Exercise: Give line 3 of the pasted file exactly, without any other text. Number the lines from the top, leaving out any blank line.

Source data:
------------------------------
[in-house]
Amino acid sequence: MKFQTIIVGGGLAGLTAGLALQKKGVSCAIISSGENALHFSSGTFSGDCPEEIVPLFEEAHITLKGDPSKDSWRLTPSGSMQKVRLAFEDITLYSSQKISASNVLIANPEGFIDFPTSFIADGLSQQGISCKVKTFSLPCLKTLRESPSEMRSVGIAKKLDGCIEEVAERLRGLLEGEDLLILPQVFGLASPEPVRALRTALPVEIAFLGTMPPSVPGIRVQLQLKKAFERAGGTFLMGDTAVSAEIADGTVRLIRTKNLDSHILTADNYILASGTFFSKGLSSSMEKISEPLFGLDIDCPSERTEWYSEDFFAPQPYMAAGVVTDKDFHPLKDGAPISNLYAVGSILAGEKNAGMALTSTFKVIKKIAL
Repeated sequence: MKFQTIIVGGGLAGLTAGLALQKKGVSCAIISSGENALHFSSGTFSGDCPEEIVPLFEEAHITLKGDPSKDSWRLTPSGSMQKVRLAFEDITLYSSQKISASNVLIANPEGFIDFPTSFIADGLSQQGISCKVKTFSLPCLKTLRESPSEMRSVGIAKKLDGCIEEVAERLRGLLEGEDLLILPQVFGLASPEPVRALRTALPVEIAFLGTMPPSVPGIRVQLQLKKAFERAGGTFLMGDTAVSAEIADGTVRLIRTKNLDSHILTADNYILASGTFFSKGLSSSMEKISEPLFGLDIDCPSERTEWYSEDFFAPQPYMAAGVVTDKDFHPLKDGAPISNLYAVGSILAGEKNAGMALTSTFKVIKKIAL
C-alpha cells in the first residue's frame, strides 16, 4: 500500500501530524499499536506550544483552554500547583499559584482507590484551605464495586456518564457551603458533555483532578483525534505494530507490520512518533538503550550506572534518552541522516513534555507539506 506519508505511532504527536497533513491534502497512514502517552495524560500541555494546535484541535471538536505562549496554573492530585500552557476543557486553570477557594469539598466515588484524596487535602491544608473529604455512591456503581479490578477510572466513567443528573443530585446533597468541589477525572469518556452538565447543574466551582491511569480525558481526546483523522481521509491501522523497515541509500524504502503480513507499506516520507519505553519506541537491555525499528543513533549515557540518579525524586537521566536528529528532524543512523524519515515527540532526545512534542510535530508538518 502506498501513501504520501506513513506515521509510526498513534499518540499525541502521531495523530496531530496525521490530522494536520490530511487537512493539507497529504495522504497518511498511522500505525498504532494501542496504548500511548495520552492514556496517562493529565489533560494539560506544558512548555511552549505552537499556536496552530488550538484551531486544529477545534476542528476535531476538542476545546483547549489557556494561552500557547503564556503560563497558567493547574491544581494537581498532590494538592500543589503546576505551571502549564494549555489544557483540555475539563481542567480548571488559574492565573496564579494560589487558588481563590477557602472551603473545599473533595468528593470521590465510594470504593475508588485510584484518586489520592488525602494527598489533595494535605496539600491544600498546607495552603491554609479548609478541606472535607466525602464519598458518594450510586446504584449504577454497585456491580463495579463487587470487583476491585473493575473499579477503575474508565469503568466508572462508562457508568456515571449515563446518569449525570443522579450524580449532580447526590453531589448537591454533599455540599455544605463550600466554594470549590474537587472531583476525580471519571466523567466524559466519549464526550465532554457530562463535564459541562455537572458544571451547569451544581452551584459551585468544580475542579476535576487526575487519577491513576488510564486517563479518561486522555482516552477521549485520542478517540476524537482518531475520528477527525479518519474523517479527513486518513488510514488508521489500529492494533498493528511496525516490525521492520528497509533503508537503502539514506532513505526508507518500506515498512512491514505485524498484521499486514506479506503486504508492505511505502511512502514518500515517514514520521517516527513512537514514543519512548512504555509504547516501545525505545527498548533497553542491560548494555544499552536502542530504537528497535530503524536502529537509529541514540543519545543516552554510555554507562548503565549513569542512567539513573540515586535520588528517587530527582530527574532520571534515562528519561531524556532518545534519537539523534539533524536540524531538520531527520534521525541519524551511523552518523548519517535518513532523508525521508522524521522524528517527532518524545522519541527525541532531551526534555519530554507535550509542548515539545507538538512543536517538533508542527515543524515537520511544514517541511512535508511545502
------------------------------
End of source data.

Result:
Repeated sequence: MKFQTIIVGGGLAGLTAGLALQKKGVSCAIISSGENALHFSSGTFSGDCPEEIVPLFEEAHITLKGDPSKDSWRLTPSGSMQKVRLAFEDITLYSSQKISASNVLIANPEGFIDFPTSFIADGLSQQGISCKVKTFSLPCLKTLRESPSEMRSVGIAKKLDGCIEEVAERLRGLLEGEDLLILPQVFGLASPEPVRALRTALPVEIAFLGTMPPSVPGIRVQLQLKKAFERAGGTFLMGDTAVSAEIADGTVRLIRTKNLDSHILTADNYILASGTFFSKGLSSSMEKISEPLFGLDIDCPSERTEWYSEDFFAPQPYMAAGVVTDKDFHPLKDGAPISNLYAVGSILAGEKNAGMALTSTFKVIKKIAL